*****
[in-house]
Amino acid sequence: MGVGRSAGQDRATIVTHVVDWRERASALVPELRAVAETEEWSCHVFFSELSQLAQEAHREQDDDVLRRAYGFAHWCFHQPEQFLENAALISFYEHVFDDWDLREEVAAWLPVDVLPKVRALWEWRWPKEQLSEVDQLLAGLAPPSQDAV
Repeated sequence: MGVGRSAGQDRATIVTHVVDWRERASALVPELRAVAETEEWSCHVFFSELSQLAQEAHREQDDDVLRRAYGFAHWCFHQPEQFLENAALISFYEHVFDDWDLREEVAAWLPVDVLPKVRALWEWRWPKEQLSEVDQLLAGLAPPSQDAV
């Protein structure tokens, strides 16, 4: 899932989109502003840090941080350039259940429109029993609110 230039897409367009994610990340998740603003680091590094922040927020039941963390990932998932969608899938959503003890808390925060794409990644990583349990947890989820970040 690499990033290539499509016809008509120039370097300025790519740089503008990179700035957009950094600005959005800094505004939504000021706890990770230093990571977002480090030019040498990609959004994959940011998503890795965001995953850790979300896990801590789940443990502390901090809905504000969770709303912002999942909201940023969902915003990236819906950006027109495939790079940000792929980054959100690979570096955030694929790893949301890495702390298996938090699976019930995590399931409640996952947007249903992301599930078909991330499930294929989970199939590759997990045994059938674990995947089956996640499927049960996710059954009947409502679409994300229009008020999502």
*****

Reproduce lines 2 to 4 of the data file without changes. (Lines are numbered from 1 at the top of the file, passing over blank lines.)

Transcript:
Amino acid sequence: MGVGRSAGQDRATIVTHVVDWRERASALVPELRAVAETEEWSCHVFFSELSQLAQEAHREQDDDVLRRAYGFAHWCFHQPEQFLENAALISFYEHVFDDWDLREEVAAWLPVDVLPKVRALWEWRWPKEQLSEVDQLLAGLAPPSQDAV
Repeated sequence: MGVGRSAGQDRATIVTHVVDWRERASALVPELRAVAETEEWSCHVFFSELSQLAQEAHREQDDDVLRRAYGFAHWCFHQPEQFLENAALISFYEHVFDDWDLREEVAAWLPVDVLPKVRALWEWRWPKEQLSEVDQLLAGLAPPSQDAV
């Protein structure tokens, strides 16, 4: 899932989109502003840090941080350039259940429109029993609110 230039897409367009994610990340998740603003680091590094922040927020039941963390990932998932969608899938959503003890808390925060794409990644990583349990947890989820970040 690499990033290539499509016809008509120039370097300025790519740089503008990179700035957009950094600005959005800094505004939504000021706890990770230093990571977002480090030019040498990609959004994959940011998503890795965001995953850790979300896990801590789940443990502390901090809905504000969770709303912002999942909201940023969902915003990236819906950006027109495939790079940000792929980054959100690979570096955030694929790893949301890495702390298996938090699976019930995590399931409640996952947007249903992301599930078909991330499930294929989970199939590759997990045994059938674990995947089956996640499927049960996710059954009947409502679409994300229009008020999502």